Community service has become a requirement for many teens to graduate high school. This has be come a problem because many teens see this as something that they are forced to do and not something that they want to do. The projects can also be anything from cleaning a local historical cemitary, to collecting food for the food pantry. Many teens will choose a project that will have little or no effort on their part to complete. I believe that the service learning project and the hours that go along with it are a great requirement for the school of ed. This way we have a way of working with students on a small scale and "get our feet wet" when it comes to teaching. Some see volunteering as a way to help the less fortunate. The less fortunate are portrayed as the social minorities in the area, this might be African-Americans and Hispanics and the more well off people are commonly portrayed as white. In 2010 there were 27.4% African American and 26.6% Hispanics in poverty; then 12.1% Asian and 9.9% White. I am sure that the have changed slightly but not enough to change the stereo type.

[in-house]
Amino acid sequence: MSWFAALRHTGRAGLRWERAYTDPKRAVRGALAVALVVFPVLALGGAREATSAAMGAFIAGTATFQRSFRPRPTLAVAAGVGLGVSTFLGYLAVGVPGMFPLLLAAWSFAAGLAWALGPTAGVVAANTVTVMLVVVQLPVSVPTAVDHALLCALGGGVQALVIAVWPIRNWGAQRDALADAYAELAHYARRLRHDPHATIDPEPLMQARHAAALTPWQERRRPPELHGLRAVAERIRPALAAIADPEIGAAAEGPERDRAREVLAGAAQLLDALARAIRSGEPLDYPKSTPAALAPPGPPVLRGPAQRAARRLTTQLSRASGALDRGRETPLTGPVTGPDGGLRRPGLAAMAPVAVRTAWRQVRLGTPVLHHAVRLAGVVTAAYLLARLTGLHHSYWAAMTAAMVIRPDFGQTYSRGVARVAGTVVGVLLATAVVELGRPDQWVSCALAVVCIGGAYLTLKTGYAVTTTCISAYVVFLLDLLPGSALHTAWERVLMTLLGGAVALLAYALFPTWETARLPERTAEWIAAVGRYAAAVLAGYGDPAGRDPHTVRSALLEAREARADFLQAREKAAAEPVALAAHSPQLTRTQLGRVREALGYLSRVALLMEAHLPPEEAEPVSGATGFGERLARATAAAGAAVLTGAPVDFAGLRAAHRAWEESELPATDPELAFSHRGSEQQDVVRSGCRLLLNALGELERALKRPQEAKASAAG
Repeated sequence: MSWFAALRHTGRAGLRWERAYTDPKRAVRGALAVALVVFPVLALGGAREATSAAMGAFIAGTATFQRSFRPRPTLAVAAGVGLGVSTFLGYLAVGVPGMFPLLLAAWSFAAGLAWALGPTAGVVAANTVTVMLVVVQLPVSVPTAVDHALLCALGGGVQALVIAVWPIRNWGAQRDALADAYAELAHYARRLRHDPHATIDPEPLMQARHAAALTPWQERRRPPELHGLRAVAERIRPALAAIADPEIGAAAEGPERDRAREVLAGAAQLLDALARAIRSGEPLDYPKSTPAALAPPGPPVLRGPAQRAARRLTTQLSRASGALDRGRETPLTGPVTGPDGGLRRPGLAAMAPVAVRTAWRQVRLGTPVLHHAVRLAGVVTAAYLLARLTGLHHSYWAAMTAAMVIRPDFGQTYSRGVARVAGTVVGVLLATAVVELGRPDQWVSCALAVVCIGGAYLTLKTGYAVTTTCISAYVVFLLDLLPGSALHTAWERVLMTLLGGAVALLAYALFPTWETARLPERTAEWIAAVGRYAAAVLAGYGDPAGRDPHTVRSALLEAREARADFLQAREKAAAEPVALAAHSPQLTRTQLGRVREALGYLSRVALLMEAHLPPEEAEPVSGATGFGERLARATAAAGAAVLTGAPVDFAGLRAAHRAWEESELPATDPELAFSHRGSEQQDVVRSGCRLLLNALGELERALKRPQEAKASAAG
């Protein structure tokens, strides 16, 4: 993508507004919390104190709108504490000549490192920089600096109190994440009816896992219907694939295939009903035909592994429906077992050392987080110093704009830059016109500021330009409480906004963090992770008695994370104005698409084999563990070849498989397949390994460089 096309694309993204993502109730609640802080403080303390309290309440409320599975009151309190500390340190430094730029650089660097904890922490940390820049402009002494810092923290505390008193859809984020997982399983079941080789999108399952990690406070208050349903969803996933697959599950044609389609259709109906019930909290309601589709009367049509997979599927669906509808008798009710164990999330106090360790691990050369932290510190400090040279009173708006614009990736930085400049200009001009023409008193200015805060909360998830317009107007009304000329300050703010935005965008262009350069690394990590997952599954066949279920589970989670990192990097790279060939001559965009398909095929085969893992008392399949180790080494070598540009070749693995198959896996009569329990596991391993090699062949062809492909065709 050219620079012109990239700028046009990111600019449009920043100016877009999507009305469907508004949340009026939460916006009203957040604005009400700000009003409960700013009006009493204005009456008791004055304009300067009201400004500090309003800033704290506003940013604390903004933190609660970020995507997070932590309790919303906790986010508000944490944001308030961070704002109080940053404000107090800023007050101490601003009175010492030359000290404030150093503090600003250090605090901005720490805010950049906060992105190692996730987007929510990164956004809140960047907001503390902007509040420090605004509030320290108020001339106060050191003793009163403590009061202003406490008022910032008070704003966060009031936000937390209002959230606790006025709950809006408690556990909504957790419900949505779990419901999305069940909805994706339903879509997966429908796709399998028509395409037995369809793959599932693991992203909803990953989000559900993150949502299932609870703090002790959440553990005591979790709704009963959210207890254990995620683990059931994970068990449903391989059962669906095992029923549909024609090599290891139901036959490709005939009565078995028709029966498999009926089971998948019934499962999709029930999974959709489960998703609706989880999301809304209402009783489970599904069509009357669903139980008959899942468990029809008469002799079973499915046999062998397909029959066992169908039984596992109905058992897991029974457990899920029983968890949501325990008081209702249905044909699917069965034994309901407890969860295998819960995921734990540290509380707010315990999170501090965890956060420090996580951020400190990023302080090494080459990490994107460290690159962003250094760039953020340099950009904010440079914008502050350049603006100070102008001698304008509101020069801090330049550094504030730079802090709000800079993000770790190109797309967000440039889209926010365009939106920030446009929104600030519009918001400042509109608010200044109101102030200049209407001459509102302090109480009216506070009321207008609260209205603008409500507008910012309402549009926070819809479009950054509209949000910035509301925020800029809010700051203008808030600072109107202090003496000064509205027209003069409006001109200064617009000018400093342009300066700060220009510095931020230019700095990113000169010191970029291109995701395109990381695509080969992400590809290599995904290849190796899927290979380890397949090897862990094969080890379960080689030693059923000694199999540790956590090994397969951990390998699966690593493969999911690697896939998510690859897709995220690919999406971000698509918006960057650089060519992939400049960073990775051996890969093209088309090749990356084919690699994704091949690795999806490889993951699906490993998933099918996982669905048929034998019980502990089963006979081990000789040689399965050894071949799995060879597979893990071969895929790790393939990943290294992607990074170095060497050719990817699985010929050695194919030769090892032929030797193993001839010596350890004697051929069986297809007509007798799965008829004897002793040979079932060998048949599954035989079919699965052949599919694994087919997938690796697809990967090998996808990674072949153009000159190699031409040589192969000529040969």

If you are a minority and you are poor, you are not smart, you do not service others, you are on drugs and have no morals. McIntosh states that there is white privilege in the world. This is one of the ways that privilege is being pushed to the for front. The white people are being shown volunteerism at the soup kitchens and the person eating the meal is a poor Hispanic. The media does a good job of propelling this idea forward. Like what Christenson says, children are learning that you service others. There have been so many times that I have been told, "Eat the rest of your food. The are starving people in Africa that would gladly eat it." It is weird looking back on this because the tone that underlines the white privilege that I have as a white American citizen. This propels the notion that Africans are poor there for African- Americans that I meet are all poor.